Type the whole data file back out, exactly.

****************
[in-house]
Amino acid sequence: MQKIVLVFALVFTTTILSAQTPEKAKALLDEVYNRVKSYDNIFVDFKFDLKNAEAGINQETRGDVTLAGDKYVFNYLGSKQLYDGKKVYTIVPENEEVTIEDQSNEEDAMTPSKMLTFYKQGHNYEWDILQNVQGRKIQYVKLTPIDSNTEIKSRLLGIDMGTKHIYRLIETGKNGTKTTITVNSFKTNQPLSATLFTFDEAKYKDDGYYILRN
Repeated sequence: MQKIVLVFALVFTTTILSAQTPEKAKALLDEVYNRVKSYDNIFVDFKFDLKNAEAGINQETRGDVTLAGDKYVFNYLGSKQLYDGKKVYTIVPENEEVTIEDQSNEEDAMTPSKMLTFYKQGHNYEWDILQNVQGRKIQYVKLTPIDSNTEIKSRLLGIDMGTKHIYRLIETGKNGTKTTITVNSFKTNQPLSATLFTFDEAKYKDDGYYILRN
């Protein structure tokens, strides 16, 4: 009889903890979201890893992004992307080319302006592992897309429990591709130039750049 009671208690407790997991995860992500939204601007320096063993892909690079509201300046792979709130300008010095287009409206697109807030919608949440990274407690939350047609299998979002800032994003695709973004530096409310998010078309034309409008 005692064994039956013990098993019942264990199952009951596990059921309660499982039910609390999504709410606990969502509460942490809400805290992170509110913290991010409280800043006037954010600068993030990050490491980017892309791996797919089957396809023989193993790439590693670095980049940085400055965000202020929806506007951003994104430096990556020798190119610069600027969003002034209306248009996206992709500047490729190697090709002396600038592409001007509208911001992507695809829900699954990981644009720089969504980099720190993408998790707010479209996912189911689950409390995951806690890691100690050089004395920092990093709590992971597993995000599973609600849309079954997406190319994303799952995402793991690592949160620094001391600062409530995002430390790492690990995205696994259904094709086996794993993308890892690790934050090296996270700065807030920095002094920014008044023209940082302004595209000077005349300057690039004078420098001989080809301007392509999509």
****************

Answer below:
[in-house]
Amino acid sequence: MQKIVLVFALVFTTTILSAQTPEKAKALLDEVYNRVKSYDNIFVDFKFDLKNAEAGINQETRGDVTLAGDKYVFNYLGSKQLYDGKKVYTIVPENEEVTIEDQSNEEDAMTPSKMLTFYKQGHNYEWDILQNVQGRKIQYVKLTPIDSNTEIKSRLLGIDMGTKHIYRLIETGKNGTKTTITVNSFKTNQPLSATLFTFDEAKYKDDGYYILRN
Repeated sequence: MQKIVLVFALVFTTTILSAQTPEKAKALLDEVYNRVKSYDNIFVDFKFDLKNAEAGINQETRGDVTLAGDKYVFNYLGSKQLYDGKKVYTIVPENEEVTIEDQSNEEDAMTPSKMLTFYKQGHNYEWDILQNVQGRKIQYVKLTPIDSNTEIKSRLLGIDMGTKHIYRLIETGKNGTKTTITVNSFKTNQPLSATLFTFDEAKYKDDGYYILRN
């Protein structure tokens, strides 16, 4: 009889903890979201890893992004992307080319302006592992897309429990591709130039750049 009671208690407790997991995860992500939204601007320096063993892909690079509201300046792979709130300008010095287009409206697109807030919608949440990274407690939350047609299998979002800032994003695709973004530096409310998010078309034309409008 005692064994039956013990098993019942264990199952009951596990059921309660499982039910609390999504709410606990969502509460942490809400805290992170509110913290991010409280800043006037954010600068993030990050490491980017892309791996797919089957396809023989193993790439590693670095980049940085400055965000202020929806506007951003994104430096990556020798190119610069600027969003002034209306248009996206992709500047490729190697090709002396600038592409001007509208911001992507695809829900699954990981644009720089969504980099720190993408998790707010479209996912189911689950409390995951806690890691100690050089004395920092990093709590992971597993995000599973609600849309079954997406190319994303799952995402793991690592949160620094001391600062409530995002430390790492690990995205696994259904094709086996794993993308890892690790934050090296996270700065807030920095002094920014008044023209940082302004595209000077005349300057690039004078420098001989080809301007392509999509």